Agile requirements gathering is an ongoing task that occurs throughout the build of an application or project. We never, ever, generate the full requirements up front as this assumes we have learnt everything. This is hardly ever the case as we learn as we go as we get better at the domain we are working in and the feedback we receive from users. It also means we don’t waste time on ideas that may not be needed. This great article gives more reasons as well. We must be careful to also focus on goals and avoid creating solutions (e.g. the system shall…) as we gather requirements.
One of the tools available to a team is the Requirements Gathering Workshop. This is a focused and time-boxed activity to increase our learning and understanding of the domain. Gojko Adžić has written about this quite extensively. Other ideas like Deliberate Discovery and Feature Injection assist as well. But for workshops Gojko provides solid reasoning.
I’ve summarized his thoughts on requirements workshops from his book Bridging the Communication Gap. He builds on this in his subsequent book Specification by Example. If you buy Specification by Example you can get Bridging the Communication Gap for free from Gojko. This is a summary so don’t expect a full explanation here. Hopefully you still find similarity in your own experiences and a reason to seek out Gojko’s pragmatic and useful books.
He also gives great training (from what I hear/read from Perth Western Australia – he’s in the UK). I also include this in my course on Agile Testing for which this post is also a little plug for.
- Diversity is an advantage. Avoids GroupThink and embraces Wisdom of Crowds. Diversity includes different roles, backgrounds and don’t forget the stakeholders.
- Agreement should be reached within the timebox. Max 4 hours for a two week iteration.
- Knowledge Transfer is key. It will allow suspect issues to be surfaced quicker.
- Challenging of ideas is encouraged until agreement is reached.
- Ok to come to a workshop with ideas – but they need to be critiqued.
- Go to the source – avoid third parties and telephone game info.
- Output are examples, not solutions. This will limit flow and is the wrong time to discuss solutions.
- Examples are good, the most important output is Shared Understanding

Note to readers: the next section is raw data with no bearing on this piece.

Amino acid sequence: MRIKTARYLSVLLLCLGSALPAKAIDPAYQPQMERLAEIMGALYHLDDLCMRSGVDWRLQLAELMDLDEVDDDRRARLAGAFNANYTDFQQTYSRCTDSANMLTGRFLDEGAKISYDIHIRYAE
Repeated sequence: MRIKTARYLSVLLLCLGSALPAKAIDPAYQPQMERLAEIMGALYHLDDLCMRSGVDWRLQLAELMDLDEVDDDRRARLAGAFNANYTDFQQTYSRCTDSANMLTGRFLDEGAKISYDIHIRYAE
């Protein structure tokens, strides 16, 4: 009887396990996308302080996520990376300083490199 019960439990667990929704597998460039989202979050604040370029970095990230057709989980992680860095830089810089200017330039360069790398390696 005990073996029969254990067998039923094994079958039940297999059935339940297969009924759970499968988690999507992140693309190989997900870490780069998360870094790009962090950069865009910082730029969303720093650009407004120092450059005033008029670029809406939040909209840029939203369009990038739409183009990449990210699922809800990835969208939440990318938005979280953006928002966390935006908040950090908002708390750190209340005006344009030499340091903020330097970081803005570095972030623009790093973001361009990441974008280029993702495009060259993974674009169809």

- Run Feedback exercises to measure understanding. Differences in feedback indicates misunderstanding exists
- Common Language to avoid translation between business and technical jargon. Use the language of the domain.
- Not a Meeting and favour smaller workshops to remain focused
- Not a Presentation – not how the system will work.
- Open Discussion focussed on goals
Who can Facilitate – a role for a Business Analyst
Don’t have access a professional facilitator? Got a Business Analyst? Use them. The role business analysis is transformed in an agile team. No need to fear as a BA can provide constant and valued input at an increased level of effectiveness than in a traditional process.
The role is transformed from ferryman of information using the lowest bandwidth communication (documents) to a facilitator using highest bandwidth communication (human communication face to face). Developers benefit from your valued input via the facilitation during the workshop, chasing down pesky issues, chasing greater business value. Because they don’t miss the vital points and aren’t subject to ambiguity and misunderstanding as before, you’ll have time to do this.
By automating the specification into an executable specification trace-ability is improved and tracking of progress is improved as well. Costs come down and more value is delivered quicker. Value can be created elsewhere (see the Pareto chart here).
Your confidence goes up and stress levels come down and rituals like CYAM are removed.
The role of the BA has a lot to offer in an Agile setting! Here’s a great drawing from Lynne Cazaly summarizing the role of a BA in a talk given by Bernd Schiffer and Chris Chan.